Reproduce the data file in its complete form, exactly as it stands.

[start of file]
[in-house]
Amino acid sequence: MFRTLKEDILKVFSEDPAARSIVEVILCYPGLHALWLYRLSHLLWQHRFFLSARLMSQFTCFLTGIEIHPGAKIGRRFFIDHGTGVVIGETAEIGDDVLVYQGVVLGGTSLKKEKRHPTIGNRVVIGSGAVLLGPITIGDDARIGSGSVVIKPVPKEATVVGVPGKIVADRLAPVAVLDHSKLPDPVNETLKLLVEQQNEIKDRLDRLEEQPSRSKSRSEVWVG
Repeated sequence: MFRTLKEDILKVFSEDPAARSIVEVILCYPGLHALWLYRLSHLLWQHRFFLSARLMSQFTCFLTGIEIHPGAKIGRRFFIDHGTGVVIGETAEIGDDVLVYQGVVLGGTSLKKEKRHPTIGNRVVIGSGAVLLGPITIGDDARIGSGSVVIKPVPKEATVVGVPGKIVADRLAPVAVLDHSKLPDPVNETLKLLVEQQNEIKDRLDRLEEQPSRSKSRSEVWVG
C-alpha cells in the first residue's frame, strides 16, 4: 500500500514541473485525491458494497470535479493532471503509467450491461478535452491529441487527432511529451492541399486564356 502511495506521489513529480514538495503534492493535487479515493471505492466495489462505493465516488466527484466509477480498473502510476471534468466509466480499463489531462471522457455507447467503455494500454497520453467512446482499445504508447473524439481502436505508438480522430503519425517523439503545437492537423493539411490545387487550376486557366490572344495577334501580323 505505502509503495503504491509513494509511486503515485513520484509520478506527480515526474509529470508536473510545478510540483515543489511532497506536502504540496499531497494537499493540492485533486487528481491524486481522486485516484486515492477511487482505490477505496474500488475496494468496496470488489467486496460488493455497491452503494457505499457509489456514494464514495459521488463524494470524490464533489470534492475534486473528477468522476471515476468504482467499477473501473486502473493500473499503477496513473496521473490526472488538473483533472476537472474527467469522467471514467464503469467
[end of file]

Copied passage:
[in-house]
Amino acid sequence: MFRTLKEDILKVFSEDPAARSIVEVILCYPGLHALWLYRLSHLLWQHRFFLSARLMSQFTCFLTGIEIHPGAKIGRRFFIDHGTGVVIGETAEIGDDVLVYQGVVLGGTSLKKEKRHPTIGNRVVIGSGAVLLGPITIGDDARIGSGSVVIKPVPKEATVVGVPGKIVADRLAPVAVLDHSKLPDPVNETLKLLVEQQNEIKDRLDRLEEQPSRSKSRSEVWVG
Repeated sequence: MFRTLKEDILKVFSEDPAARSIVEVILCYPGLHALWLYRLSHLLWQHRFFLSARLMSQFTCFLTGIEIHPGAKIGRRFFIDHGTGVVIGETAEIGDDVLVYQGVVLGGTSLKKEKRHPTIGNRVVIGSGAVLLGPITIGDDARIGSGSVVIKPVPKEATVVGVPGKIVADRLAPVAVLDHSKLPDPVNETLKLLVEQQNEIKDRLDRLEEQPSRSKSRSEVWVG
C-alpha cells in the first residue's frame, strides 16, 4: 500500500514541473485525491458494497470535479493532471503509467450491461478535452491529441487527432511529451492541399486564356 502511495506521489513529480514538495503534492493535487479515493471505492466495489462505493465516488466527484466509477480498473502510476471534468466509466480499463489531462471522457455507447467503455494500454497520453467512446482499445504508447473524439481502436505508438480522430503519425517523439503545437492537423493539411490545387487550376486557366490572344495577334501580323 505505502509503495503504491509513494509511486503515485513520484509520478506527480515526474509529470508536473510545478510540483515543489511532497506536502504540496499531497494537499493540492485533486487528481491524486481522486485516484486515492477511487482505490477505496474500488475496494468496496470488489467486496460488493455497491452503494457505499457509489456514494464514495459521488463524494470524490464533489470534492475534486473528477468522476471515476468504482467499477473501473486502473493500473499503477496513473496521473490526472488538473483533472476537472474527467469522467471514467464503469467